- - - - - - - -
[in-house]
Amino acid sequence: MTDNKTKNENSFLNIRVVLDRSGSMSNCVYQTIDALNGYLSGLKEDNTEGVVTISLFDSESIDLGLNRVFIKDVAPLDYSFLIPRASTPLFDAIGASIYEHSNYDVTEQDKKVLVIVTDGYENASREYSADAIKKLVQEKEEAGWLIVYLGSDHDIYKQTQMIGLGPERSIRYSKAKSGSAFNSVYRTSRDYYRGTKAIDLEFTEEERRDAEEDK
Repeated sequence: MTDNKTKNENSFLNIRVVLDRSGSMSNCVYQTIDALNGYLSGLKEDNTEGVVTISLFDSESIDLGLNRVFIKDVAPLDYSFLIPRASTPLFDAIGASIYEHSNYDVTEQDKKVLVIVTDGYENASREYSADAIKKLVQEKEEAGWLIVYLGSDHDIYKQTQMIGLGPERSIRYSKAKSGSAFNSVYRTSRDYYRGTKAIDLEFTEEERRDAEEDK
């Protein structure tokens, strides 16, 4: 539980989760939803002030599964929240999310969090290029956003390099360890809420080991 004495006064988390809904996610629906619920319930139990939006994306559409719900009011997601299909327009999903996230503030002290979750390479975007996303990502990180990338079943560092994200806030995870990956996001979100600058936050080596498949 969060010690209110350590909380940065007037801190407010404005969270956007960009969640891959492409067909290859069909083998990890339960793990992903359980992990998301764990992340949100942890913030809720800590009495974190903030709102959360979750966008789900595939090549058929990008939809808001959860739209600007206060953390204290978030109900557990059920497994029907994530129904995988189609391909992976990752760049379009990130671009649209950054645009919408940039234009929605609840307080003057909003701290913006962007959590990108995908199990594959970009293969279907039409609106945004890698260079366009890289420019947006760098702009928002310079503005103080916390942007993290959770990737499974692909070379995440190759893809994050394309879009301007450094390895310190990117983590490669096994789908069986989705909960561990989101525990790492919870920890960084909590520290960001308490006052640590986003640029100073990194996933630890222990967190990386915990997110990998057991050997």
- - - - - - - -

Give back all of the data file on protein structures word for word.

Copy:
[in-house]
Amino acid sequence: MTDNKTKNENSFLNIRVVLDRSGSMSNCVYQTIDALNGYLSGLKEDNTEGVVTISLFDSESIDLGLNRVFIKDVAPLDYSFLIPRASTPLFDAIGASIYEHSNYDVTEQDKKVLVIVTDGYENASREYSADAIKKLVQEKEEAGWLIVYLGSDHDIYKQTQMIGLGPERSIRYSKAKSGSAFNSVYRTSRDYYRGTKAIDLEFTEEERRDAEEDK
Repeated sequence: MTDNKTKNENSFLNIRVVLDRSGSMSNCVYQTIDALNGYLSGLKEDNTEGVVTISLFDSESIDLGLNRVFIKDVAPLDYSFLIPRASTPLFDAIGASIYEHSNYDVTEQDKKVLVIVTDGYENASREYSADAIKKLVQEKEEAGWLIVYLGSDHDIYKQTQMIGLGPERSIRYSKAKSGSAFNSVYRTSRDYYRGTKAIDLEFTEEERRDAEEDK
């Protein structure tokens, strides 16, 4: 539980989760939803002030599964929240999310969090290029956003390099360890809420080991 004495006064988390809904996610629906619920319930139990939006994306559409719900009011997601299909327009999903996230503030002290979750390479975007996303990502990180990338079943560092994200806030995870990956996001979100600058936050080596498949 969060010690209110350590909380940065007037801190407010404005969270956007960009969640891959492409067909290859069909083998990890339960793990992903359980992990998301764990992340949100942890913030809720800590009495974190903030709102959360979750966008789900595939090549058929990008939809808001959860739209600007206060953390204290978030109900557990059920497994029907994530129904995988189609391909992976990752760049379009990130671009649209950054645009919408940039234009929605609840307080003057909003701290913006962007959590990108995908199990594959970009293969279907039409609106945004890698260079366009890289420019947006760098702009928002310079503005103080916390942007993290959770990737499974692909070379995440190759893809994050394309879009301007450094390895310190990117983590490669096994789908069986989705909960561990989101525990790492919870920890960084909590520290960001308490006052640590986003640029100073990194996933630890222990967190990386915990997110990998057991050997």